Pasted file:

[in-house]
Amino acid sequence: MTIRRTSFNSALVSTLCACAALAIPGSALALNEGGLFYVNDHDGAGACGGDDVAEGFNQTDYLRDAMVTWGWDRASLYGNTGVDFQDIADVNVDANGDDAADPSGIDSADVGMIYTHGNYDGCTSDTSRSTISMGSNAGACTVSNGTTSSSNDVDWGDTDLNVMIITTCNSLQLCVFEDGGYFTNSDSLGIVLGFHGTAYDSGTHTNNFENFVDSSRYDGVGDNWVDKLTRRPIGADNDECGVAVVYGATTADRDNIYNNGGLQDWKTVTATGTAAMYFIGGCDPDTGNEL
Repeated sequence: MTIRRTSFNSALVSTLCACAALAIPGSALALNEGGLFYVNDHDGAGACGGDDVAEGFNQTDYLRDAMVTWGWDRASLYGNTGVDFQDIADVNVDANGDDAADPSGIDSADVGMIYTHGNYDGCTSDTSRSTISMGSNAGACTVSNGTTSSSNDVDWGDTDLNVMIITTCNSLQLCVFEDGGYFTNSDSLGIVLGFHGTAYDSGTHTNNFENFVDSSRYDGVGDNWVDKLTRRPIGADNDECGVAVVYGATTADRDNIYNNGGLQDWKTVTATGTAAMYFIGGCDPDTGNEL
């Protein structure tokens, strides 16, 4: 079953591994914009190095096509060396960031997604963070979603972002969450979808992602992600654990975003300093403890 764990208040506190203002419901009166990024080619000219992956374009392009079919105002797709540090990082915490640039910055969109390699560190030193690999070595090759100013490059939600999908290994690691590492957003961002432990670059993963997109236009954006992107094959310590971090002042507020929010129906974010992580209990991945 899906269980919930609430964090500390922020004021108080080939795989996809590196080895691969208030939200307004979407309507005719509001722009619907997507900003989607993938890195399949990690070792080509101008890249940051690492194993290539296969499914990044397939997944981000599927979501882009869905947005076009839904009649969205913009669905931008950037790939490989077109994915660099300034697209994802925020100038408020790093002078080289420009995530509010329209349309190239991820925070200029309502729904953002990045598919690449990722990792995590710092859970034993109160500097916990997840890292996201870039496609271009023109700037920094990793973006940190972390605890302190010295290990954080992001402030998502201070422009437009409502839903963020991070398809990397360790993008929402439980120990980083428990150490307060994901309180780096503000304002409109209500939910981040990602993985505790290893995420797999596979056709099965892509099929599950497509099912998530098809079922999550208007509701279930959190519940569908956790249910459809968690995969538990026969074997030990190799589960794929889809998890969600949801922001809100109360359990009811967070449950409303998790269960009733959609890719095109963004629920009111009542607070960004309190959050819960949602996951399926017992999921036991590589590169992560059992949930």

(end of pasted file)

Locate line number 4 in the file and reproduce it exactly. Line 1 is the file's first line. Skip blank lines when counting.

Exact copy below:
């Protein structure tokens, strides 16, 4: 079953591994914009190095096509060396960031997604963070979603972002969450979808992602992600654990975003300093403890 764990208040506190203002419901009166990024080619000219992956374009392009079919105002797709540090990082915490640039910055969109390699560190030193690999070595090759100013490059939600999908290994690691590492957003961002432990670059993963997109236009954006992107094959310590971090002042507020929010129906974010992580209990991945 899906269980919930609430964090500390922020004021108080080939795989996809590196080895691969208030939200307004979407309507005719509001722009619907997507900003989607993938890195399949990690070792080509101008890249940051690492194993290539296969499914990044397939997944981000599927979501882009869905947005076009839904009649969205913009669905931008950037790939490989077109994915660099300034697209994802925020100038408020790093002078080289420009995530509010329209349309190239991820925070200029309502729904953002990045598919690449990722990792995590710092859970034993109160500097916990997840890292996201870039496609271009023109700037920094990793973006940190972390605890302190010295290990954080992001402030998502201070422009437009409502839903963020991070398809990397360790993008929402439980120990980083428990150490307060994901309180780096503000304002409109209500939910981040990602993985505790290893995420797999596979056709099965892509099929599950497509099912998530098809079922999550208007509701279930959190519940569908956790249910459809968690995969538990026969074997030990190799589960794929889809998890969600949801922001809100109360359990009811967070449950409303998790269960009733959609890719095109963004629920009111009542607070960004309190959050819960949602996951399926017992999921036991590589590169992560059992949930």